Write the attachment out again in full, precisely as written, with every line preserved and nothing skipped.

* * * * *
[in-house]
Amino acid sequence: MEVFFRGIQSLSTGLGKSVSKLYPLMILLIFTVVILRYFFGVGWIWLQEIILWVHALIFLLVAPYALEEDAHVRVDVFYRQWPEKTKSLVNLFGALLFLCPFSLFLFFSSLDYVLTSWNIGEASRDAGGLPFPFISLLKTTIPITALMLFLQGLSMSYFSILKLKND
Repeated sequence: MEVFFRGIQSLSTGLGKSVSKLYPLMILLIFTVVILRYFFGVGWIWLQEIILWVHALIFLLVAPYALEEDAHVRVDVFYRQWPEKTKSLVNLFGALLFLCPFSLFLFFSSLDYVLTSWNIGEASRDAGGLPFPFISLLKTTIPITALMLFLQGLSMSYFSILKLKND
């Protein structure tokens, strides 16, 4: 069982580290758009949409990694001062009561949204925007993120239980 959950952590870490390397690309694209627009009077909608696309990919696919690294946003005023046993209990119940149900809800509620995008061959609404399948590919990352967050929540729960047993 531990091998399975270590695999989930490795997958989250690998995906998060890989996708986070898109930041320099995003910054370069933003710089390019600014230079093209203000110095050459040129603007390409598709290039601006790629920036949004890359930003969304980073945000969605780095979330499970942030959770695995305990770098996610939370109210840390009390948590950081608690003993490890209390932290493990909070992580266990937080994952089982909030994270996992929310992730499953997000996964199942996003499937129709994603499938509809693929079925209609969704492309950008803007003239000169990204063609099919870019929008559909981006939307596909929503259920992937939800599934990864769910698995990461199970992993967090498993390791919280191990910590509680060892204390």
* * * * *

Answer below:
[in-house]
Amino acid sequence: MEVFFRGIQSLSTGLGKSVSKLYPLMILLIFTVVILRYFFGVGWIWLQEIILWVHALIFLLVAPYALEEDAHVRVDVFYRQWPEKTKSLVNLFGALLFLCPFSLFLFFSSLDYVLTSWNIGEASRDAGGLPFPFISLLKTTIPITALMLFLQGLSMSYFSILKLKND
Repeated sequence: MEVFFRGIQSLSTGLGKSVSKLYPLMILLIFTVVILRYFFGVGWIWLQEIILWVHALIFLLVAPYALEEDAHVRVDVFYRQWPEKTKSLVNLFGALLFLCPFSLFLFFSSLDYVLTSWNIGEASRDAGGLPFPFISLLKTTIPITALMLFLQGLSMSYFSILKLKND
């Protein structure tokens, strides 16, 4: 069982580290758009949409990694001062009561949204925007993120239980 959950952590870490390397690309694209627009009077909608696309990919696919690294946003005023046993209990119940149900809800509620995008061959609404399948590919990352967050929540729960047993 531990091998399975270590695999989930490795997958989250690998995906998060890989996708986070898109930041320099995003910054370069933003710089390019600014230079093209203000110095050459040129603007390409598709290039601006790629920036949004890359930003969304980073945000969605780095979330499970942030959770695995305990770098996610939370109210840390009390948590950081608690003993490890209390932290493990909070992580266990937080994952089982909030994270996992929310992730499953997000996964199942996003499937129709994603499938509809693929079925209609969704492309950008803007003239000169990204063609099919870019929008559909981006939307596909929503259920992937939800599934990864769910698995990461199970992993967090498993390791919280191990910590509680060892204390």